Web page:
The country’s electricity tariff increased by an average of 11.7 per cent, from 8.75 P/kWh in January 2021 to 9.773 P/kWh in December 2021, mostly due to higher generation charges.



Coal prices kept rising while power plant supplies are at a 10-year low, creating a harsh power supply crunch and increasing the country’s demand for natural gas as a coal substitute.

The low power supply has caused rolling blackouts throughout the country, affecting households and forcing factories in this export powerhouse to cut production, threatening to slow the country’s recovery from the pandemic and cause even more disruption to global supply chains.

The effect on global supply chains is not yet clear. In the northeast provinces of Heilongjiang, Jilin, and Liaonin, even households are suffering power cuts, which is likely to have policy implications.



Economic recovery and related increases in energy demand are causing a coal shortage. India’s domestic coal mining, which accounts for 80 per cent of the country’s supply, has been unable to keep pace with demand, and higher international prices are making imports uneconomical.

Power plants that rely on imported coal have slowed or even halted operations, and some plants that rely on domestic coal are starting to run out.

Despite government efforts to address the shortages, several Indian states have suffered serious power shortages, affecting both residential and industrial customers.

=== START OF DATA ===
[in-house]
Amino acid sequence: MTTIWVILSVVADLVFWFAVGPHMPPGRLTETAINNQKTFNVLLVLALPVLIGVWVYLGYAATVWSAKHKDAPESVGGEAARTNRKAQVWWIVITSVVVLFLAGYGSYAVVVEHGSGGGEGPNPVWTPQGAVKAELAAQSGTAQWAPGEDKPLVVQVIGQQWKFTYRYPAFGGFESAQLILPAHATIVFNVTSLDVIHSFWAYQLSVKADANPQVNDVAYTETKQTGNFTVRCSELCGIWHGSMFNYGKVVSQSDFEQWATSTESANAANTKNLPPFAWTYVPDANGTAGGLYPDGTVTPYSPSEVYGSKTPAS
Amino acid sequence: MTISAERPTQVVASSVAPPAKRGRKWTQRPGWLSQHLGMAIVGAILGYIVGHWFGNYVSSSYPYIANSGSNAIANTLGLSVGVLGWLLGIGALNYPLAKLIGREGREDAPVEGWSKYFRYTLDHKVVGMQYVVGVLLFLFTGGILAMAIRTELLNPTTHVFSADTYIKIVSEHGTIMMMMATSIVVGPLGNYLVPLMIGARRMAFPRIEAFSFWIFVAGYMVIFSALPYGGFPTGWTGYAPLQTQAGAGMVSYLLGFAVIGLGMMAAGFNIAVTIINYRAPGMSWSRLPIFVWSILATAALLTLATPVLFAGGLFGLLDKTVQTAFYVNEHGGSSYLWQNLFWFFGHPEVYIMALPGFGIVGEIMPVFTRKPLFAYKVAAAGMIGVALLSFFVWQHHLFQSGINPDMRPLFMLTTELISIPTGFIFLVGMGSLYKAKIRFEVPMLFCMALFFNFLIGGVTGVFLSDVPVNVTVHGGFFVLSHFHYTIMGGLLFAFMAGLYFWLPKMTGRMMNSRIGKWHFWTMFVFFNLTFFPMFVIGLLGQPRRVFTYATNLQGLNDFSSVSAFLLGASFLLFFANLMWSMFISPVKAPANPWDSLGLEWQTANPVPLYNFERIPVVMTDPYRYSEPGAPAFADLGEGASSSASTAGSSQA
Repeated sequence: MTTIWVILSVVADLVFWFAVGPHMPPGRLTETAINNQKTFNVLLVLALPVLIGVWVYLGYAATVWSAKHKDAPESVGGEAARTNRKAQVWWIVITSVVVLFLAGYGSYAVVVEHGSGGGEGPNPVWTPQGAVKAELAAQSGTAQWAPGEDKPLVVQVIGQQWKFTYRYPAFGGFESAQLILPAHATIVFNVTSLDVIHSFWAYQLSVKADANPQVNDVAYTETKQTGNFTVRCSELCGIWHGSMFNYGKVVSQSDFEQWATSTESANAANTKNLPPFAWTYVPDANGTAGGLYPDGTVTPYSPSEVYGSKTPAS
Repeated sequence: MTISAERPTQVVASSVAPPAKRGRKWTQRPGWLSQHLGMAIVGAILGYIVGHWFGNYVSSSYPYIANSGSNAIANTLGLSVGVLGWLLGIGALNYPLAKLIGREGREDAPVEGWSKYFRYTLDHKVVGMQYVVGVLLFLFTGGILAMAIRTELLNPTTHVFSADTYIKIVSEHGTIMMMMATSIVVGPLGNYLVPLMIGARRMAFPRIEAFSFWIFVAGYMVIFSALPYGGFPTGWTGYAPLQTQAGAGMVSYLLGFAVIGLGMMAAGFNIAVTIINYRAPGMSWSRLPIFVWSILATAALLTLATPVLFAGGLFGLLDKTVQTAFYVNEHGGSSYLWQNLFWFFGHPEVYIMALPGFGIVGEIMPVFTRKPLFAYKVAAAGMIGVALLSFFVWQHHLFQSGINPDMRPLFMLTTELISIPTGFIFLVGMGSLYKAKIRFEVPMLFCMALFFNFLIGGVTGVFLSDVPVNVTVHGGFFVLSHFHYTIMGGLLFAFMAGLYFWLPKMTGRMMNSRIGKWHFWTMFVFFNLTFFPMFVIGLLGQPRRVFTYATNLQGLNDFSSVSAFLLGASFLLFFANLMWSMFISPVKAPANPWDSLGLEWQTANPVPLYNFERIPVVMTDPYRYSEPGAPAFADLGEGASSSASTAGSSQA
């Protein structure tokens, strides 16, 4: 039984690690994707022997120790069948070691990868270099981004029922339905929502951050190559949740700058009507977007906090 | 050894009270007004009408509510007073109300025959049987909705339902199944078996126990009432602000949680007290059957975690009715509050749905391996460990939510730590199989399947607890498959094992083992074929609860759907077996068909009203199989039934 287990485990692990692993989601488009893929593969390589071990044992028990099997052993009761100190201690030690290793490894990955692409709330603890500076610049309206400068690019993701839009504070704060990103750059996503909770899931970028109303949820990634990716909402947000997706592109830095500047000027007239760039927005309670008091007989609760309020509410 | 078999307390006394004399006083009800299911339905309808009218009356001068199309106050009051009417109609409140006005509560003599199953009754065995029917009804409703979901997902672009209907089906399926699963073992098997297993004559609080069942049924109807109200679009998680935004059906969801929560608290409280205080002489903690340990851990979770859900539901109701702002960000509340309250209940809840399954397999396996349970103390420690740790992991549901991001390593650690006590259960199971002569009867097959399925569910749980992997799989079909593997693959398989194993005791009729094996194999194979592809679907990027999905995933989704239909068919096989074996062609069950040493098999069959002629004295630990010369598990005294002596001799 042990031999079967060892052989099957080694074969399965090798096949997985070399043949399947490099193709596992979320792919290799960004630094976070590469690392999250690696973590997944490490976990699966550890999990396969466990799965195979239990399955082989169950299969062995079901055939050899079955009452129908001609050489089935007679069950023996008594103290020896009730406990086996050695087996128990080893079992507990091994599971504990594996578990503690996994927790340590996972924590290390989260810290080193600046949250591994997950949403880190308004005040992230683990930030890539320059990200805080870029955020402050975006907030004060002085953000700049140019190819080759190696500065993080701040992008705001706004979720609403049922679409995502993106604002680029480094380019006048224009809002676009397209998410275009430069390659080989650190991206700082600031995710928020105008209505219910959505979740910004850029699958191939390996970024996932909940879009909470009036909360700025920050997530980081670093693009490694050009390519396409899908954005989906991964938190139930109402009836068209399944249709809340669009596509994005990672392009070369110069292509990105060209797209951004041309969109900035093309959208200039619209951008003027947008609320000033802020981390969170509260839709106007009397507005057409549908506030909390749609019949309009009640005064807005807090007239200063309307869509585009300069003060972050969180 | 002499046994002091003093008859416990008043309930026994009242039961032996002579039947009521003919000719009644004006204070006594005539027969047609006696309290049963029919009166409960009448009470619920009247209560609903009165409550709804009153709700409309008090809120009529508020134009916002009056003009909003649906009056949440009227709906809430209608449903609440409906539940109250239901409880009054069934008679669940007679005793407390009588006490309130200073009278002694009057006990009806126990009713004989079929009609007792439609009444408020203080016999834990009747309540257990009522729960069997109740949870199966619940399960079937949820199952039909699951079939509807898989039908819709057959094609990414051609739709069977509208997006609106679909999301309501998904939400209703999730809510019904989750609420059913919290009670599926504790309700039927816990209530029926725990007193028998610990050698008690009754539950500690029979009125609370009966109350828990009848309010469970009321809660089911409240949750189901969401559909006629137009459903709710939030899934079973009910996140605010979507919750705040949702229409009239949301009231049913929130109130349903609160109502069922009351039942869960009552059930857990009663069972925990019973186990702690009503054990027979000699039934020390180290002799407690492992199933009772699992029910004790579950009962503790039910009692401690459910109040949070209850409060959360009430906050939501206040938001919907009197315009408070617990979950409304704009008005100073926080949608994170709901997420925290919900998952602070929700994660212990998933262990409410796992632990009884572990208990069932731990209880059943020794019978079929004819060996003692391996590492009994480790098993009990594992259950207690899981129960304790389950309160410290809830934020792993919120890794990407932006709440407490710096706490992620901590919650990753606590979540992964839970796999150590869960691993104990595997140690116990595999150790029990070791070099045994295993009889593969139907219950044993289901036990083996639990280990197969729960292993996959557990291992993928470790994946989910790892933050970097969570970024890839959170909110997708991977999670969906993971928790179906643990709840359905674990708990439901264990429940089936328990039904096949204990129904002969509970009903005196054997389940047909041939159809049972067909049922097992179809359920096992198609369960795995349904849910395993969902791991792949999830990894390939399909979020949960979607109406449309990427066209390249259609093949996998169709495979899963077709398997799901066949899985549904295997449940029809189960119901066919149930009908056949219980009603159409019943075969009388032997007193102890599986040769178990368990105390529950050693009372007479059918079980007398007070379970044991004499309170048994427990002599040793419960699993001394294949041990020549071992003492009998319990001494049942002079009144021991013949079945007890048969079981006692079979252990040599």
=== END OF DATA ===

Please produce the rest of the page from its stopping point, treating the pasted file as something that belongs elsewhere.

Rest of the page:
Are high fuel prices impacting Malaysia’s electricity industry stability?

Global coal and natural gas prices are increasing for the first time in decades as demand jumps in Asia, Europe and the United States.

The escalating cost of electricity generation has to be adjusted in the form of an Imbalanced Cost Pass-Through (ICPT) rate. Utility companies are able to continue maintenance work, pay vendors/independent power producers for their work and generation of electricity supply.

In Peninsular Malaysia, the electricity tariff is determined by the government through a globally-accepted framework called Incentive-Based Regulation (IBR). It enables an ICPT mechanism to allow adjustment of fuel prices for the electricity sector every six months.

Changes in prices of fuel for electricity generation are reflected as a varying rate of a rebate or surcharge. The electricity industry stability is impacted due to high fuel prices, which impose cost increase as well as put pressure on the utility company to provide electricity, and this would affect the security of our electricity supply.

Utility companies should not be expected to continuously bear unexpected and uncontrollable costs (fuel cost for generation). Additionally, with a number of substations needing to shut down during the recent floods, utility companies such as Tenaga Nasional Bhd (TNB) are bearing high operational costs and is working hard to ensure a proper balance between supply reliability and accessibility.

Analysts opined that while the impact of the ICPT mechanism is neutral on TNB, the imposition of surcharge for the first time after seven cycles of rebates show that ICPT rebates are unsustainable when coal and gas prices continue to escalate.

“With both fuels imported, a weak ringgit versus the US dollar will only exacerbate matters,” they said.

The ICPT mechanism ensures utility companies and providers are neutral from the impact of volatility in market fuel prices and ensure a fair and transparent tariff is charged to customers.

The mechanism will have no impact on a utility company’s own profits from electricity sales but instead acts to ensure continued economic sustainability for this vital sector.

In Malaysia, ICPT provides a flexible way to adjust prices that contributes to a sector that can continue to invest, grow and deliver a competitive and efficient industry.

That means electricity prices that won’t suddenly increase in the future, and fuel costs that don’t cost the future of the industry.